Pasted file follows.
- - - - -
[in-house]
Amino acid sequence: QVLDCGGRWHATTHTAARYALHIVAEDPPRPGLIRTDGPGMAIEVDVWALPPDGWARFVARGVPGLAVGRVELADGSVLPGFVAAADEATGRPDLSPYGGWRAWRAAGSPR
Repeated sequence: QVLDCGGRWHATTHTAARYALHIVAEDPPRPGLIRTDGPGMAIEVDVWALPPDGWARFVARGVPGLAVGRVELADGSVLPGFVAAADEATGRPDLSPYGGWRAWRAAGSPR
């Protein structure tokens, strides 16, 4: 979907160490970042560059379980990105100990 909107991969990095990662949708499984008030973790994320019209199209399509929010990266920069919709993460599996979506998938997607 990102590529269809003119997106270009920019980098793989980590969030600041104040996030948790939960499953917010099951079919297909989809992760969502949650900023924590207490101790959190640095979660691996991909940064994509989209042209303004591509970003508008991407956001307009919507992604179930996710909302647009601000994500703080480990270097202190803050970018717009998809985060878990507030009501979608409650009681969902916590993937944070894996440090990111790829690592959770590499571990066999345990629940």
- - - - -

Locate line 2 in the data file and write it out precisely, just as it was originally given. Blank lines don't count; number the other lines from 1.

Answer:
Amino acid sequence: QVLDCGGRWHATTHTAARYALHIVAEDPPRPGLIRTDGPGMAIEVDVWALPPDGWARFVARGVPGLAVGRVELADGSVLPGFVAAADEATGRPDLSPYGGWRAWRAAGSPR